7 Oct 2023 Cygnet Theatre, Exeter
9 Oct 2023 Everyman Theatre, Cheltenham, Glos ***SOLD OUT***
10 Oct 2023 Everyman Theatre, Cheltenham,
24 Nov 2023 Brixham Theatre, Brixham, Devon
What's Wrong with Benny Hill?
A bit like John Peel playing The Undertones’ ‘Teenage Kicks’ twice in succession on his radio show in 1978, I would gladly have watched a second consecutive performance of this Mark Carey play on Thursday night. And that really should be ‘nuff said.
However, name a British comic genius. Cooper, Cleese, Morecambe, Milligan, Sellars? Gervais, Connolly, Atkinson, Coogan, Kay? Victoria Wood? But Benny Hill has now become so synonymous with outdated sexually inappropriate humour and his frequent racially stereotyped characters that it is easiest to gloss over this giant of the comedy world. With 21 million viewers of The Benny Hill Show in 1971, it’s hard not to agree with one member of the audience on Thursday evening who said, “we all laughed at him”.
But should we now look back and realise that this was inappropriate? And shameful? Ben Elton pointedly commented, “We know in Britain women can’t even walk in parks anymore”, when criticising the programme in 1987. Within Carey’s show, which rightly deserves to tour to full houses, we learn all there is to learn about Alfred Hawthorne Hill. From his comic turns in the playground, the huge success of his television show, his frequent travels to France, his relationship with his father ‘The Captain’, his ill health and inability to manage his huge fortune, through to his lonely death at home in 1992 aged 68. Carey provides a genuine performance of a man who only ever wanted to make people laugh. There isn’t a hint of caricature, even when exhibiting Hill’s trademark smirks and eye rolls. This is honest, truthful acting at its best.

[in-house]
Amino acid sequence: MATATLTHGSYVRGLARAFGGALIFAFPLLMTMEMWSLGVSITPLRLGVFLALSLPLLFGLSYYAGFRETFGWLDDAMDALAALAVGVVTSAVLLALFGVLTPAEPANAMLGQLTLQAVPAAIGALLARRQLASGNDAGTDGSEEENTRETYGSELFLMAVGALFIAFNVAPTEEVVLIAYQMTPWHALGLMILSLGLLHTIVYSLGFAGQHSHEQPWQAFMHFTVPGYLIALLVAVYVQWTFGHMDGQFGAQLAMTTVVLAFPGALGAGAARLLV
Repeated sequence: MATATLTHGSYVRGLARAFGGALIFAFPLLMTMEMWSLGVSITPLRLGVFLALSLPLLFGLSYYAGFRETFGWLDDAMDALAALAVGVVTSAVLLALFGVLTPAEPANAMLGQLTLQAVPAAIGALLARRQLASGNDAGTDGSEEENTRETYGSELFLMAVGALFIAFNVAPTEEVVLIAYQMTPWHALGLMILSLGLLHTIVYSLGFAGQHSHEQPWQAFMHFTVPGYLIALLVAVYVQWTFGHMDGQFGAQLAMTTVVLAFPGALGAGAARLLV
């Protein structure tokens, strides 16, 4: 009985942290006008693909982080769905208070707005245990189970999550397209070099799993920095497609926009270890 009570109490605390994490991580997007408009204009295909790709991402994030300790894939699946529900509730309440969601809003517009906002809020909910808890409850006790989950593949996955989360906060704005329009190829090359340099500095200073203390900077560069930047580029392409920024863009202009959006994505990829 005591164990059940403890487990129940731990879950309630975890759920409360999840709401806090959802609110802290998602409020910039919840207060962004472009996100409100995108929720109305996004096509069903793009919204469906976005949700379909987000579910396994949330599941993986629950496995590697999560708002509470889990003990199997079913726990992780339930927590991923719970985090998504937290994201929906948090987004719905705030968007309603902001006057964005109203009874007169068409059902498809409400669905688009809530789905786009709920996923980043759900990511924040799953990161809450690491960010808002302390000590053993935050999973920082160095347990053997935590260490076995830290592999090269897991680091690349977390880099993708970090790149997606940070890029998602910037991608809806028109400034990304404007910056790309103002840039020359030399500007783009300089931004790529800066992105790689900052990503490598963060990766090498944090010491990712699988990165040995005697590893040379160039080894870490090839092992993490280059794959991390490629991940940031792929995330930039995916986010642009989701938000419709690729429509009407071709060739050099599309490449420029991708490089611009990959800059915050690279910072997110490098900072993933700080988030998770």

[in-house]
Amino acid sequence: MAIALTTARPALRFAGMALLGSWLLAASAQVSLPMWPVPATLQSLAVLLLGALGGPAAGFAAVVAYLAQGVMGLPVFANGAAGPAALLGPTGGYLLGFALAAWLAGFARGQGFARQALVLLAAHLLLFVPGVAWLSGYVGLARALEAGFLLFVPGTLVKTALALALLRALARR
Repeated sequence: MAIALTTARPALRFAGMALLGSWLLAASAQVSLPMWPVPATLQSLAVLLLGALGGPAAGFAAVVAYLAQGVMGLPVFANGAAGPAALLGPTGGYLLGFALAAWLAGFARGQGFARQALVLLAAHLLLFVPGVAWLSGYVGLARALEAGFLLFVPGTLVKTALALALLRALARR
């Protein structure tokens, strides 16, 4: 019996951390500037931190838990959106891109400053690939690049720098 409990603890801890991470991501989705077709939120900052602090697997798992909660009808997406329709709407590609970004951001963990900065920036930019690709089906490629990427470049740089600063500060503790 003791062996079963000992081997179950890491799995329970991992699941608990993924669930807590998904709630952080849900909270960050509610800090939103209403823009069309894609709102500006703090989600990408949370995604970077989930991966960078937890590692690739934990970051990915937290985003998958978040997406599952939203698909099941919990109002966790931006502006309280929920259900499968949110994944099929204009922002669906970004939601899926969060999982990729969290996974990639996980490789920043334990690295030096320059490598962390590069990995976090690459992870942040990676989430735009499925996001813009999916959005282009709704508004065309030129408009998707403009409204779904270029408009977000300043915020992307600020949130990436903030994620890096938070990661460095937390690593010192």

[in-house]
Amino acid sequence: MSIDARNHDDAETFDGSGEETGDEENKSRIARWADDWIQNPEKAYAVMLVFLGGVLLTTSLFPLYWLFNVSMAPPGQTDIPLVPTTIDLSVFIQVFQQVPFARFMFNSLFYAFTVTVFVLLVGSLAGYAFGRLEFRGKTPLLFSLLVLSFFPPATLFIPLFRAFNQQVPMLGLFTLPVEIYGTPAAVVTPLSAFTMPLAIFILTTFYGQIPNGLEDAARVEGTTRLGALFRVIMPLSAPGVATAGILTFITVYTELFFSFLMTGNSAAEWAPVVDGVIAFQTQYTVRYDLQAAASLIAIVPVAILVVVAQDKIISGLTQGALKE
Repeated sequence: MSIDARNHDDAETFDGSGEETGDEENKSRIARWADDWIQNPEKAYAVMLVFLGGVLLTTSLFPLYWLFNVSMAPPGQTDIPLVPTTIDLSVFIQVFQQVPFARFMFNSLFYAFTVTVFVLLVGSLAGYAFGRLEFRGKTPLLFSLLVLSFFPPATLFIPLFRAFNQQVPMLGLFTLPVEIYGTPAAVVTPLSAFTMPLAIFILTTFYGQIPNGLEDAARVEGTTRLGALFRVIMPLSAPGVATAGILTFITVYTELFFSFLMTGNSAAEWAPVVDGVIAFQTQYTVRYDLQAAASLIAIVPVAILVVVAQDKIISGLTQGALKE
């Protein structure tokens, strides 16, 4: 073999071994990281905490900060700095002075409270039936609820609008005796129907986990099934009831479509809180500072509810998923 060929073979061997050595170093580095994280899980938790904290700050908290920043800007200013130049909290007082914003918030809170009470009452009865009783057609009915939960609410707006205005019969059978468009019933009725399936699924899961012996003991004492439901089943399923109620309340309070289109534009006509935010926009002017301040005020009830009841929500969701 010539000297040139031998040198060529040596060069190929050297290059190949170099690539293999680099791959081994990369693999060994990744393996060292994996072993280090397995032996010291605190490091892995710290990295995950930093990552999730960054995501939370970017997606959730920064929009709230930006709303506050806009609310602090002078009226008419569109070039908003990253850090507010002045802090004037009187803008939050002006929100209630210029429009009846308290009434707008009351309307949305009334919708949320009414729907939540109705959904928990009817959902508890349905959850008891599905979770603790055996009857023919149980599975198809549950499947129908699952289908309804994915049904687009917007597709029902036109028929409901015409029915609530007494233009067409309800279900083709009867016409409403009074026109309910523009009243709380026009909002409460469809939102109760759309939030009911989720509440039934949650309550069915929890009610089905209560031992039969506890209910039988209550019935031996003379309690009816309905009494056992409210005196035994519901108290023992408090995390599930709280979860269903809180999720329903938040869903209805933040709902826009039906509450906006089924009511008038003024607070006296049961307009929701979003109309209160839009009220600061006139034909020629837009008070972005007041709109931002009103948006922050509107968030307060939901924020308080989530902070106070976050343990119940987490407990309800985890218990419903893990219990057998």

But this play is a two hander or rather a ‘one and a dozen-hander’ for Dani Carbery matches Carey by supplying a stream of individuals crucial to the telling of this tale; she plays his father, a French waiter, a seedy paparazzi, a solicitor, an American tourist (Hill had huge fame in America too), a showgirl, a Mary Whitehouse sort, and an alternative comedian who condemns Hill for his brand of so-called humour. She manages to give everyone their own personality through voice, movement and great facial expression.